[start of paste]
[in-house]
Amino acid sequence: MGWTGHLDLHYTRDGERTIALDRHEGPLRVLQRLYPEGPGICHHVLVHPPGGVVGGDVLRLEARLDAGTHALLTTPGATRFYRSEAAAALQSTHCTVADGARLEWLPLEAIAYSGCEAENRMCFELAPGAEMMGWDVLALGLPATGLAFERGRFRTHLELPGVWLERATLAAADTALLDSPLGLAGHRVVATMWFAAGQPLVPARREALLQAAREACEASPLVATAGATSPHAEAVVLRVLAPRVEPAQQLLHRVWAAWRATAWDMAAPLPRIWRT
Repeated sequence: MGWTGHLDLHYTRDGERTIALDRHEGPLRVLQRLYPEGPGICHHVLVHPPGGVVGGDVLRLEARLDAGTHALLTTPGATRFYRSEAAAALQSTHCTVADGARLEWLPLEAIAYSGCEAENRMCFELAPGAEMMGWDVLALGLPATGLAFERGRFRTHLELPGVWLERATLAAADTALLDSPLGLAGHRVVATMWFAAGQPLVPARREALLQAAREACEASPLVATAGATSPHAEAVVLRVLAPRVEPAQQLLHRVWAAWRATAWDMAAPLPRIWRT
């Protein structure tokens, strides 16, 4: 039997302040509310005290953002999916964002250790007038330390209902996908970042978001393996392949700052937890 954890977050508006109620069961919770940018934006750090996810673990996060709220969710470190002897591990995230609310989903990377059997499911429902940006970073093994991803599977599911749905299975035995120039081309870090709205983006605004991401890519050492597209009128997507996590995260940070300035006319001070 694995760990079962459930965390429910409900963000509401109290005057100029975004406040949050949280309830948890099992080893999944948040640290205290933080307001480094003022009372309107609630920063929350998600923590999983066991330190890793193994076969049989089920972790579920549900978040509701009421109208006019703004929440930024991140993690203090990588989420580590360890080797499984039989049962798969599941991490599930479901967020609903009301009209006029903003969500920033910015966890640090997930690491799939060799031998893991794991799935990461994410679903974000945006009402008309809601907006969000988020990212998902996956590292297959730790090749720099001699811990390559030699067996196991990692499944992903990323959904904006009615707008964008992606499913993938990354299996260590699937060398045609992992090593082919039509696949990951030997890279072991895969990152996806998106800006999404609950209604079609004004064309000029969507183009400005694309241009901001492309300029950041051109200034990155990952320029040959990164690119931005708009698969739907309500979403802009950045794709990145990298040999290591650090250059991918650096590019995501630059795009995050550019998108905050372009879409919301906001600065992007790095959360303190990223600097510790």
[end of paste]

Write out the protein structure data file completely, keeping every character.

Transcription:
[in-house]
Amino acid sequence: MGWTGHLDLHYTRDGERTIALDRHEGPLRVLQRLYPEGPGICHHVLVHPPGGVVGGDVLRLEARLDAGTHALLTTPGATRFYRSEAAAALQSTHCTVADGARLEWLPLEAIAYSGCEAENRMCFELAPGAEMMGWDVLALGLPATGLAFERGRFRTHLELPGVWLERATLAAADTALLDSPLGLAGHRVVATMWFAAGQPLVPARREALLQAAREACEASPLVATAGATSPHAEAVVLRVLAPRVEPAQQLLHRVWAAWRATAWDMAAPLPRIWRT
Repeated sequence: MGWTGHLDLHYTRDGERTIALDRHEGPLRVLQRLYPEGPGICHHVLVHPPGGVVGGDVLRLEARLDAGTHALLTTPGATRFYRSEAAAALQSTHCTVADGARLEWLPLEAIAYSGCEAENRMCFELAPGAEMMGWDVLALGLPATGLAFERGRFRTHLELPGVWLERATLAAADTALLDSPLGLAGHRVVATMWFAAGQPLVPARREALLQAAREACEASPLVATAGATSPHAEAVVLRVLAPRVEPAQQLLHRVWAAWRATAWDMAAPLPRIWRT
């Protein structure tokens, strides 16, 4: 039997302040509310005290953002999916964002250790007038330390209902996908970042978001393996392949700052937890 954890977050508006109620069961919770940018934006750090996810673990996060709220969710470190002897591990995230609310989903990377059997499911429902940006970073093994991803599977599911749905299975035995120039081309870090709205983006605004991401890519050492597209009128997507996590995260940070300035006319001070 694995760990079962459930965390429910409900963000509401109290005057100029975004406040949050949280309830948890099992080893999944948040640290205290933080307001480094003022009372309107609630920063929350998600923590999983066991330190890793193994076969049989089920972790579920549900978040509701009421109208006019703004929440930024991140993690203090990588989420580590360890080797499984039989049962798969599941991490599930479901967020609903009301009209006029903003969500920033910015966890640090997930690491799939060799031998893991794991799935990461994410679903974000945006009402008309809601907006969000988020990212998902996956590292297959730790090749720099001699811990390559030699067996196991990692499944992903990323959904904006009615707008964008992606499913993938990354299996260590699937060398045609992992090593082919039509696949990951030997890279072991895969990152996806998106800006999404609950209604079609004004064309000029969507183009400005694309241009901001492309300029950041051109200034990155990952320029040959990164690119931005708009698969739907309500979403802009950045794709990145990298040999290591650090250059991918650096590019995501630059795009995050550019998108905050372009879409919301906001600065992007790095959360303190990223600097510790």